BRASS PIN WOODWORKING JOINT: Learn How Easy It Is To Make This Classy Connection

There are many ways to join pieces of wood, but most woodworkers haven’t used this one before. Brass pin joints were more common years ago, but they still offer a fabulous option that combines ease of installation with classic beauty.  You can use the brass pin approach  with any kind of wood, though it looks particularly striking against a dark species of hardwood. The wood it’s used in below is red oak. Not dark, but still nice. It’s part of a music stand I made for a friend.

This brass pin joint in red oak is a simple yet classy way to strengthen a wood joint while also calling attention to how you did it.

Although brass pin joints look exotic, they’re easy to make. The metal itself is nothing more than an ordinary flathead brass screw with the head sanded flush to the surrounding wood after installation. Start by drilling a pilot hole in any kind of butt joint, such that the screw threads bite into the wood without anything more than moderate friction. Brass screws are a lot softer than steel, and they’ll break if you stress them. I know because I’ve learned this the hard way. Trust me, you don’t want a broken screw messing up your project parts.

Here I am using a steel screw to “cut threads” in predrilled holes in some particularly hard wood before installing brass screws for pinning. Driving and withdrawing a steel screw makes it much more likely that the brass screw will resist breaking.

Are you working with softwood? In this case, there’s no need for anything other than ordinary pilot holes. If you’re working in hardwood, countersink the edges of the hole slightly for reasons that become obvious later.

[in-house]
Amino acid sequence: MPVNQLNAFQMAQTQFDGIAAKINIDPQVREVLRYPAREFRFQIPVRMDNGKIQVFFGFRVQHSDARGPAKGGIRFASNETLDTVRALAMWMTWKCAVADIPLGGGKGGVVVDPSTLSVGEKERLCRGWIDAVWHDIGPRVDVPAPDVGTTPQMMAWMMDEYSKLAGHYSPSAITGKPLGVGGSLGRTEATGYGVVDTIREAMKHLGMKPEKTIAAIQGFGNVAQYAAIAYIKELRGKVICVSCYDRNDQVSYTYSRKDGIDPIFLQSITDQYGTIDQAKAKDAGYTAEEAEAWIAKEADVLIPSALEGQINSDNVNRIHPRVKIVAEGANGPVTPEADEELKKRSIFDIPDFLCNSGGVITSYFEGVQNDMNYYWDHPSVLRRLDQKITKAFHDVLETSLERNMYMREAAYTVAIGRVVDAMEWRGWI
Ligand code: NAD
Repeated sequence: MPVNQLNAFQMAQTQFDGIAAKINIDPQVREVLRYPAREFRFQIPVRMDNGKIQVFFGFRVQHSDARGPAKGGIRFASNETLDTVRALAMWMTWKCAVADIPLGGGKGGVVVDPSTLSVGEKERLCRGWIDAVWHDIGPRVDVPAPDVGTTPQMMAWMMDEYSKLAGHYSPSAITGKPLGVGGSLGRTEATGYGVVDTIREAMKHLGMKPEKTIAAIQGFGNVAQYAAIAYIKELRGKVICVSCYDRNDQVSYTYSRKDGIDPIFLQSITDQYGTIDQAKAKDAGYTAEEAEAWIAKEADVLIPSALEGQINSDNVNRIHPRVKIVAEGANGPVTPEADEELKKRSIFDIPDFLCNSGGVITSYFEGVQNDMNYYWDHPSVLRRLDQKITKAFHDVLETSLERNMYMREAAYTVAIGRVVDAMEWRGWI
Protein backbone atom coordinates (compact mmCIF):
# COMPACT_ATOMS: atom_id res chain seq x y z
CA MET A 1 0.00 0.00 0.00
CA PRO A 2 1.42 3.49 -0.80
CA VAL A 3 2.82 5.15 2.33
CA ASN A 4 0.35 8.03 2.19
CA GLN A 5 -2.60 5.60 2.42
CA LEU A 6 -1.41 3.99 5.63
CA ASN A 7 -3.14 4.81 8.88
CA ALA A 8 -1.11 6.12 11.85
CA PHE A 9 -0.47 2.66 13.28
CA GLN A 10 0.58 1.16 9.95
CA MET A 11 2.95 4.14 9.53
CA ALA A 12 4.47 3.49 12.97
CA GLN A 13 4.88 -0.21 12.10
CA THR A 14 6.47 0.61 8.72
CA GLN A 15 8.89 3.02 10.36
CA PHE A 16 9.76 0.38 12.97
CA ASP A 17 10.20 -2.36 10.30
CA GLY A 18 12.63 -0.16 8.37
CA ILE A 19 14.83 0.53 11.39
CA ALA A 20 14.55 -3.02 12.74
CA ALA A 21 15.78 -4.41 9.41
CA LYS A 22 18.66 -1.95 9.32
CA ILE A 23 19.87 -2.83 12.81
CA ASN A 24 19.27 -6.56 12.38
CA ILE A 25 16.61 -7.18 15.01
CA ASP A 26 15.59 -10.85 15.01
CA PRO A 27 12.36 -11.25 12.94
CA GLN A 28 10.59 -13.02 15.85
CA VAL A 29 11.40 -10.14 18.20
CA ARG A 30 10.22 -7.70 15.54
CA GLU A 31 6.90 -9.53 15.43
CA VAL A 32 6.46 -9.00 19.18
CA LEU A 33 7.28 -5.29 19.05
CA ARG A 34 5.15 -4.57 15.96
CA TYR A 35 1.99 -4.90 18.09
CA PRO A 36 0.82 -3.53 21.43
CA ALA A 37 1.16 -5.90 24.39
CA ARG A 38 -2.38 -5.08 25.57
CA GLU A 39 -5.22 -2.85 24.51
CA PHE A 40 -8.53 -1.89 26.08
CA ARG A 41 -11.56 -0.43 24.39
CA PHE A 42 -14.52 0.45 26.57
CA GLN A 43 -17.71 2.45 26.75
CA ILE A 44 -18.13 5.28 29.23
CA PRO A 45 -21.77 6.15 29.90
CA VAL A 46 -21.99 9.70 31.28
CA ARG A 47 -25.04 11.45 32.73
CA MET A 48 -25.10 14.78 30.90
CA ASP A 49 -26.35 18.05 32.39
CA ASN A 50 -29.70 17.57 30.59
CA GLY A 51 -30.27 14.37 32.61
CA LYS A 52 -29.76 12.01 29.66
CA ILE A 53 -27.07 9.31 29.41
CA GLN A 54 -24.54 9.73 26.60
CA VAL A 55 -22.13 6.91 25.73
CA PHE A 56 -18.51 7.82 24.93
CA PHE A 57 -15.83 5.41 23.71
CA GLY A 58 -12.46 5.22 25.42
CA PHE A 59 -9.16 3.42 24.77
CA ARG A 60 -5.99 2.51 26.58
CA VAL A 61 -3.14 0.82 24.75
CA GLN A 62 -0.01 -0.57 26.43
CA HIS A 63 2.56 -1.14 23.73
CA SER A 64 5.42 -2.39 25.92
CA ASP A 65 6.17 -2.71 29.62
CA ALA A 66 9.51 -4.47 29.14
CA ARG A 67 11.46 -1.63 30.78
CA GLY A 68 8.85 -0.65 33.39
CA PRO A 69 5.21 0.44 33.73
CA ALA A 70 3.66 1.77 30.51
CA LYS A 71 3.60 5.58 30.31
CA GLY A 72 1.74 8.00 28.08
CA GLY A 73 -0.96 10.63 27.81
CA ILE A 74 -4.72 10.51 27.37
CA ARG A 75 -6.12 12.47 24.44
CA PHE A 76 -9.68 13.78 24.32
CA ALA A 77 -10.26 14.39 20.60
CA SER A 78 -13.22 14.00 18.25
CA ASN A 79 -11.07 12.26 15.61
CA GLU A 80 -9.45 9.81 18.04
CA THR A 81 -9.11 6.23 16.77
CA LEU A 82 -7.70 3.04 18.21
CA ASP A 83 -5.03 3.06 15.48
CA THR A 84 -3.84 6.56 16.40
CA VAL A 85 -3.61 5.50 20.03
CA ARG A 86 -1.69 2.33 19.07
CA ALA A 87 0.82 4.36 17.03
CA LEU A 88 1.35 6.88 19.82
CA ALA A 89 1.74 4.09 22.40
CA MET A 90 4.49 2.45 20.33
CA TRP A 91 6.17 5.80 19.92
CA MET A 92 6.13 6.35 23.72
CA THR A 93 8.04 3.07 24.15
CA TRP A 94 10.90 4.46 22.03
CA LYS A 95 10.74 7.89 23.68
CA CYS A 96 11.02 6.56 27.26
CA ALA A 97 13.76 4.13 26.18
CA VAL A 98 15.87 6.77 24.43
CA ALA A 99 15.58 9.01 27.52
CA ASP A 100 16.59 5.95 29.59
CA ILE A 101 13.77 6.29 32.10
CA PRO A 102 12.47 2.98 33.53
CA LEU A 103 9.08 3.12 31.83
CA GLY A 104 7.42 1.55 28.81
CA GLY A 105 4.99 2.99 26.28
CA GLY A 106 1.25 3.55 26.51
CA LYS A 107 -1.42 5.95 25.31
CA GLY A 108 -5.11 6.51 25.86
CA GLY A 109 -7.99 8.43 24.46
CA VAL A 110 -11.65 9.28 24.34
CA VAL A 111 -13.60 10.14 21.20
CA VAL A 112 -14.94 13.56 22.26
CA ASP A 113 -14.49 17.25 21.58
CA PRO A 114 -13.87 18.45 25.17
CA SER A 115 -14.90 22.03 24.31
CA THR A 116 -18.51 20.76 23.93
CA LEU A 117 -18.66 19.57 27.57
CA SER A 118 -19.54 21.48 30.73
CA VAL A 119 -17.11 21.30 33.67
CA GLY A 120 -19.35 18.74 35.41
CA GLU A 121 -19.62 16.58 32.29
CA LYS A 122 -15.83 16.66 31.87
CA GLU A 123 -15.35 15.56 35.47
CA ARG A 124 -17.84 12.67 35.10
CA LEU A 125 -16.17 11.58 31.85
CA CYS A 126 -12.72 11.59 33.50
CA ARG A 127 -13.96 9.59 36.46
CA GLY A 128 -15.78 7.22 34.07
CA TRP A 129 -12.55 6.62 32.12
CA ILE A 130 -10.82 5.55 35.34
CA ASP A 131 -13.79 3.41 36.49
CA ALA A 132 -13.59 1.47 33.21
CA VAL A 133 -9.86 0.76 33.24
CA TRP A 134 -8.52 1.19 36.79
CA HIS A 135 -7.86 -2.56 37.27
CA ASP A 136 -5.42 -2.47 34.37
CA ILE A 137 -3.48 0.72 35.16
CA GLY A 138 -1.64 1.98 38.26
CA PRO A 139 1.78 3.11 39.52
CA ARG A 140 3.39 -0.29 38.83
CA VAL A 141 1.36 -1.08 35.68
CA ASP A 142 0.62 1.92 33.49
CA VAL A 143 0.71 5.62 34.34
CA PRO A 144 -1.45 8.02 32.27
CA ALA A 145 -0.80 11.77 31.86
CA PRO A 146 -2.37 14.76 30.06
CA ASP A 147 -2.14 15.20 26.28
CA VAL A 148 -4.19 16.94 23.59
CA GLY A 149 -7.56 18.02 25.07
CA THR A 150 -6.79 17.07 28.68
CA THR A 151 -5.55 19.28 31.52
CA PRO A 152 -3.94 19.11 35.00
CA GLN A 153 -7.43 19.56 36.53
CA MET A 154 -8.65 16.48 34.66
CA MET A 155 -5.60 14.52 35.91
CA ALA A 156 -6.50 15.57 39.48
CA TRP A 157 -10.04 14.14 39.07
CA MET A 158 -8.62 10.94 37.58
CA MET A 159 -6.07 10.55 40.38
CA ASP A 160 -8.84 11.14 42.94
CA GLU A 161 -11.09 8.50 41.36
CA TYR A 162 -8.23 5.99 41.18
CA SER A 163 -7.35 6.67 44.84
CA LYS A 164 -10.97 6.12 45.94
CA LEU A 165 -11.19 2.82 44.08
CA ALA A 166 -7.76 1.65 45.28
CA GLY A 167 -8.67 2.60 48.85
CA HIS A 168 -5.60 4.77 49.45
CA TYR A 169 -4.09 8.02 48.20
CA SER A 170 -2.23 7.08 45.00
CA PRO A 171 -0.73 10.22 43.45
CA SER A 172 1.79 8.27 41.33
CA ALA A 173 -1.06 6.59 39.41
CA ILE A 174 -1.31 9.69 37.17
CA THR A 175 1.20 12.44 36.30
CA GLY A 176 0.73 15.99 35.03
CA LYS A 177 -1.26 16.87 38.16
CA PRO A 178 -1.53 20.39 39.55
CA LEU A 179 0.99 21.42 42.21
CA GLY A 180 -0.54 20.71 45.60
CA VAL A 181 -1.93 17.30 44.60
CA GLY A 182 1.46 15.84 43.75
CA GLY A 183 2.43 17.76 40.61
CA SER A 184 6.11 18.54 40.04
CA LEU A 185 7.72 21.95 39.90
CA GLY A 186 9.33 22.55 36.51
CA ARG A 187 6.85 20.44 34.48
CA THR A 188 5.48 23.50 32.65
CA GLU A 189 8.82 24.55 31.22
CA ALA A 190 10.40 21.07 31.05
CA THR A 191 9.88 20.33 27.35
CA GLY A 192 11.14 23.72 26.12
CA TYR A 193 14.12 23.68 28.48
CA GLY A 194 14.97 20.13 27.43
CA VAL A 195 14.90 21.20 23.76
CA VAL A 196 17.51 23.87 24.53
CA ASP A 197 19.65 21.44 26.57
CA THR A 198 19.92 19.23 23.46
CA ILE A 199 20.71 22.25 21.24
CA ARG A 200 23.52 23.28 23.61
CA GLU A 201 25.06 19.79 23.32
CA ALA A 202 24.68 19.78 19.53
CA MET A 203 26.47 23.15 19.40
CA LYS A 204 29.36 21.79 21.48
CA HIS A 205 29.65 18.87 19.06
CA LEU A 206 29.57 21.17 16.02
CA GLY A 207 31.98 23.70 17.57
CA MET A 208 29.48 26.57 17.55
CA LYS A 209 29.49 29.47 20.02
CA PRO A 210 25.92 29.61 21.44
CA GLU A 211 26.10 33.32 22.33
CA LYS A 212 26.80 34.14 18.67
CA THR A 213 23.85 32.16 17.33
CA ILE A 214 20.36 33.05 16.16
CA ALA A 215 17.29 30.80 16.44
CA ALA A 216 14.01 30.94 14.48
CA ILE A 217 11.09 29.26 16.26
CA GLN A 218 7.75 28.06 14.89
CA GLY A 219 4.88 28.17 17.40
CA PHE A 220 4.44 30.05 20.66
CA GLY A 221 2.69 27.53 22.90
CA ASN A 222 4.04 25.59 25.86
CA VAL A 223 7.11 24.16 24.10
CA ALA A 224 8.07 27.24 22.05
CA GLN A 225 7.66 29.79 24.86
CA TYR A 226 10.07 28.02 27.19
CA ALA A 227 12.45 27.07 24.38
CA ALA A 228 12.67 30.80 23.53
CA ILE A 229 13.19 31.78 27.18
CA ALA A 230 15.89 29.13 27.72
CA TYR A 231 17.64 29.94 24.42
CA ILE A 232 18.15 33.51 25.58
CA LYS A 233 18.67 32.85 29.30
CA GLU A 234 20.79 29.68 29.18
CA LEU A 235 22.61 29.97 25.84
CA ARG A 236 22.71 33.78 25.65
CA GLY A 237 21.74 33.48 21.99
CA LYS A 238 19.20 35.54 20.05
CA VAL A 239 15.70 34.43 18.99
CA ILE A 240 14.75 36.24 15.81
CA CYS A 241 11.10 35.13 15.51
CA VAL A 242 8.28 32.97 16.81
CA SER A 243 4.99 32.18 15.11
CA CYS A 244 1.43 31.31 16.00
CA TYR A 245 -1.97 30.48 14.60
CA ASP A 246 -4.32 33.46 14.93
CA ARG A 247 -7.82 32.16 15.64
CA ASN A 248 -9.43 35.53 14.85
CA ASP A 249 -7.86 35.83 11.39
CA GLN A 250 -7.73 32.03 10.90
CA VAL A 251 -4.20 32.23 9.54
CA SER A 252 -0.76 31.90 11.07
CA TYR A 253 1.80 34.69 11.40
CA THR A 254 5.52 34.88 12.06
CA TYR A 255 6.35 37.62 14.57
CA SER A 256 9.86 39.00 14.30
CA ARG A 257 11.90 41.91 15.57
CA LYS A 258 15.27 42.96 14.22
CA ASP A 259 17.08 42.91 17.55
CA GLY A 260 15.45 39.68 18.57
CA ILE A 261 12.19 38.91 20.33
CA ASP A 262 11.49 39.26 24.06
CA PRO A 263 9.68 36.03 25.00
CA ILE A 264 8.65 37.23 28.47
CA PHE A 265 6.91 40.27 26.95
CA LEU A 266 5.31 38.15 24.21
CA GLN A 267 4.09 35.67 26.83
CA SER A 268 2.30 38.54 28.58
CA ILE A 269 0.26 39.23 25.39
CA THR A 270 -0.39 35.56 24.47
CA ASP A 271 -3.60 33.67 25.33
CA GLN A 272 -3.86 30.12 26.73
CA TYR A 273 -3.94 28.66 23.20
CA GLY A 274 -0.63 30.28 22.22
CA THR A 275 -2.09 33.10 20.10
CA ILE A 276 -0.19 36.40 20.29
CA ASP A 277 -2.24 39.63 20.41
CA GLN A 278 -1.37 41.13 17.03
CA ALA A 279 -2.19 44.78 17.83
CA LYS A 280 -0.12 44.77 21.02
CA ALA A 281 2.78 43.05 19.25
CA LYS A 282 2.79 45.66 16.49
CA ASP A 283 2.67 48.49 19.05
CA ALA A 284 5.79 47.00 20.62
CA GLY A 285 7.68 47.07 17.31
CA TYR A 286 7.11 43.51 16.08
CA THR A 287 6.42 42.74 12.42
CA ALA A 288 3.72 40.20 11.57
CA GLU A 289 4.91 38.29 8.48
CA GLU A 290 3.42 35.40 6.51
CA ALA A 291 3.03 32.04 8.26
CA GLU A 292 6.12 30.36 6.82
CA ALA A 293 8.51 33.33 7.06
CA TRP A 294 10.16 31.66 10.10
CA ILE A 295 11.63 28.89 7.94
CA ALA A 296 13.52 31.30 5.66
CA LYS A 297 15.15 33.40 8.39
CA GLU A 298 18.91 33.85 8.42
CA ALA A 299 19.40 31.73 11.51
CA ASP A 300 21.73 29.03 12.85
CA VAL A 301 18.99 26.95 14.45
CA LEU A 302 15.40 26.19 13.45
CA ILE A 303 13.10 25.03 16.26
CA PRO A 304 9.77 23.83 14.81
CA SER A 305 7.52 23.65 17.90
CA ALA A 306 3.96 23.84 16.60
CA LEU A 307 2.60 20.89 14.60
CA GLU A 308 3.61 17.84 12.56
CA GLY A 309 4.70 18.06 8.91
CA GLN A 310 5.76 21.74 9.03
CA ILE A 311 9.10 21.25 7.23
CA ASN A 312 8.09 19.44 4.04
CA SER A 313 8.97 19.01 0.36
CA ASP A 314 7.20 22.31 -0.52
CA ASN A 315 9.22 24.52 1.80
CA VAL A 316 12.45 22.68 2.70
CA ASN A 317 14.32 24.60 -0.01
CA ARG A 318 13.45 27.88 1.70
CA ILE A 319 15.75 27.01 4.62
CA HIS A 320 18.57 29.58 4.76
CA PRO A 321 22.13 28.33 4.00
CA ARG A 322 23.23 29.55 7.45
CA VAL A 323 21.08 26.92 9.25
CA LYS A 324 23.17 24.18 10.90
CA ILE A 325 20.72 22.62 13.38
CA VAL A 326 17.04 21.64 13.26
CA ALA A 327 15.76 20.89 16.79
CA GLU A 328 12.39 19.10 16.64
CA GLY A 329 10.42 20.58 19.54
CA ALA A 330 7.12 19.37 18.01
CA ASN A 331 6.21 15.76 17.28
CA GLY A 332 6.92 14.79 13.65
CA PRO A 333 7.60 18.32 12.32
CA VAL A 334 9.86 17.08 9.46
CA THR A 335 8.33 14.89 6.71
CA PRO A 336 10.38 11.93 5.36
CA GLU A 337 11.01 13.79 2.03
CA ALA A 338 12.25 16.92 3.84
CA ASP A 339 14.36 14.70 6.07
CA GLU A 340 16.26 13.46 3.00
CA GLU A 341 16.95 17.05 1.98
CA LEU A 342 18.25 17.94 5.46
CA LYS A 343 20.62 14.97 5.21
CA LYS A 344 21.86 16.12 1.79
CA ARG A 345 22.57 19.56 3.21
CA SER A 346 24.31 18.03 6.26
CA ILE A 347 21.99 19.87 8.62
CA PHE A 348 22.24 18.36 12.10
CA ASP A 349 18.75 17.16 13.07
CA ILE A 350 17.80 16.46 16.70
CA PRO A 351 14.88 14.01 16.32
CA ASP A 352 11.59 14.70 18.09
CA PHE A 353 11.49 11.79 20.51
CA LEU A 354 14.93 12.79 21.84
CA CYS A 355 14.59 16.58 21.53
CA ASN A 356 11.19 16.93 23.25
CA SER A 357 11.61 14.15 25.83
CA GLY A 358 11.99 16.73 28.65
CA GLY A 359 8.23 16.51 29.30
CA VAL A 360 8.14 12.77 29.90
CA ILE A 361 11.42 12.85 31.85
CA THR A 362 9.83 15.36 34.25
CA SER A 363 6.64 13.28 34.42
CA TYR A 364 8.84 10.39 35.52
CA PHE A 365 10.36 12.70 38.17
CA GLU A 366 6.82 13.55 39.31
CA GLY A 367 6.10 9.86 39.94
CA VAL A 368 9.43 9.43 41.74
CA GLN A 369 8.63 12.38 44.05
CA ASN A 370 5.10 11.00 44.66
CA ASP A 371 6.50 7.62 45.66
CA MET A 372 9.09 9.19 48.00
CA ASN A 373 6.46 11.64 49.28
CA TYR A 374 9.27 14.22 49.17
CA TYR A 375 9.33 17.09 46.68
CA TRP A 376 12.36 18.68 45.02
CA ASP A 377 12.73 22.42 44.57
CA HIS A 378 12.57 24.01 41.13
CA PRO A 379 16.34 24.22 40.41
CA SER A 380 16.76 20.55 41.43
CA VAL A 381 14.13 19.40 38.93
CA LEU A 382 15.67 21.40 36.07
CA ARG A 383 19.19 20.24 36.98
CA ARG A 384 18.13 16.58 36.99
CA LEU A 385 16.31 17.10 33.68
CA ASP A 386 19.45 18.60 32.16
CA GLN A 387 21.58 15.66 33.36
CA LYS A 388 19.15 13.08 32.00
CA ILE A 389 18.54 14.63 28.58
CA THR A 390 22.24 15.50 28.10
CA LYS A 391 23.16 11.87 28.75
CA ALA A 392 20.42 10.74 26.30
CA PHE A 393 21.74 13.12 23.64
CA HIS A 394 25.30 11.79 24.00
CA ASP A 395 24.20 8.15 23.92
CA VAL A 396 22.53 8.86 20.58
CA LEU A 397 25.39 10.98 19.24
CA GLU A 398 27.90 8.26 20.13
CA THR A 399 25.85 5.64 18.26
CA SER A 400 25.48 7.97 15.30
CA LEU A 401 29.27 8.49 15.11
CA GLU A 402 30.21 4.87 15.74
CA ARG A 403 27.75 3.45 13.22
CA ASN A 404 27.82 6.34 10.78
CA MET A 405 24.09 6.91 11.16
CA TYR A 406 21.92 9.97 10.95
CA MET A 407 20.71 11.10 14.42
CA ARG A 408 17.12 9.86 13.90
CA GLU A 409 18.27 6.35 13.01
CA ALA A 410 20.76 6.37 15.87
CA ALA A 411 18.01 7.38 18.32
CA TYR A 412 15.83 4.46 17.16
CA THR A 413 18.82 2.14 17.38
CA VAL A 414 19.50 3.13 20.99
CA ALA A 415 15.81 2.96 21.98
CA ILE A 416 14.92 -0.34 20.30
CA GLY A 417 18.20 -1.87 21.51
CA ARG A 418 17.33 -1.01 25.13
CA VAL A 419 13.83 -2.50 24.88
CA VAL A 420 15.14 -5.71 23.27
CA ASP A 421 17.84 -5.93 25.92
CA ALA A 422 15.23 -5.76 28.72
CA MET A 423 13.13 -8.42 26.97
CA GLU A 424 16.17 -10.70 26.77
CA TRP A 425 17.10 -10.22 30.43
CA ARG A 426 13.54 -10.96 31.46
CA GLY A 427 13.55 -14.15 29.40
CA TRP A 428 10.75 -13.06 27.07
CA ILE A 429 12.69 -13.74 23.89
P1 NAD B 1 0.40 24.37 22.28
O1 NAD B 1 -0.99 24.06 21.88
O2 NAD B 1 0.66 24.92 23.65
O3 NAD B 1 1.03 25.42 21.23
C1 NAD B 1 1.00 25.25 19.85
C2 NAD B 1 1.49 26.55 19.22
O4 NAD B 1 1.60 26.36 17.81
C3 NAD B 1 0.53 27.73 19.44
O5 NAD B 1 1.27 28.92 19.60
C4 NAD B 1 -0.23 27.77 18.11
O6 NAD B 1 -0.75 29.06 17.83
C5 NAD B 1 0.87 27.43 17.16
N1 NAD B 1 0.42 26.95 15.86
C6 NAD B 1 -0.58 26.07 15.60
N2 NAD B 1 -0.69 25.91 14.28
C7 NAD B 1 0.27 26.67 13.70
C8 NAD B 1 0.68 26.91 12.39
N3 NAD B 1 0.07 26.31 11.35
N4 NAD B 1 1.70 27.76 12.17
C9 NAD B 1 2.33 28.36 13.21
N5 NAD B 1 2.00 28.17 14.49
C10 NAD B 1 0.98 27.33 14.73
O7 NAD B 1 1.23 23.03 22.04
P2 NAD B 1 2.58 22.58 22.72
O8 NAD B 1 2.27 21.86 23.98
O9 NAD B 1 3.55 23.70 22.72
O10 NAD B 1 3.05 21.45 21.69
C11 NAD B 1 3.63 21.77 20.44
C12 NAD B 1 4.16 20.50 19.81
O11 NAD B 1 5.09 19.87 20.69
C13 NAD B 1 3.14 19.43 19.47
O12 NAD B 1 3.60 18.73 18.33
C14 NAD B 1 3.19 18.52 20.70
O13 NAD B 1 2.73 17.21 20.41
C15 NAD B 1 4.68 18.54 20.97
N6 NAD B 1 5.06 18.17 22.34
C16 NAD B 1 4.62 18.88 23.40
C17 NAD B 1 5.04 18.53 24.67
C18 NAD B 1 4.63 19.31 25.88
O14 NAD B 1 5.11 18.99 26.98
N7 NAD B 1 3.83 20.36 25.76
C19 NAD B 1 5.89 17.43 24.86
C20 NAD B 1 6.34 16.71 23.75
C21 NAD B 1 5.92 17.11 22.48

With pilot holes drilled, install flathead brass wood screws – one screw every two or three inches,  along with a little glue on the joint. You’ll find #8 or #10 x 1 1/2” brass screws work best. Tighten them as far as you can with a hand driver (as you can see below), then grab your belt sander and get ready to make things look pretty.

This brass screw is in place and ready for sanding flush with the wood. It looks ugly now, but things are about to get better fast. Brass is soft and sands easily, but only sand for a few seconds then let the brass cool. Brass heats up a lot from the friction of sanding, and you don’t want the surrounding wood to get chard.

Carefully work the metal heads with an 80-grit belt on a belt sander until they’re flush with the wood, allowing the screws to cool after every five or ten seconds of sanding. Ignore this and heat build-up in the screws will char the surrounding wood. Sanding brass generates a lot of heat. Soft wood compresses enough to allow a small amount of the angled, countersunk screw head to pull down below the wood surface automatically while tightening, leaving behind a tiny lip that holds the joint together after the sanding is done. Hardwood doesn’t compress enough for this to happen without a slight countersinking before screw installation.

Completed brass pinned joints in dark hardwood. The effect is most striking when there’s a big difference between the colour of brass and the surrounding wood.

Complete some practice joints before tackling a brass pinned joint that matters. I think you’ll find many ways to let this technique add beauty to your woodworking projects.

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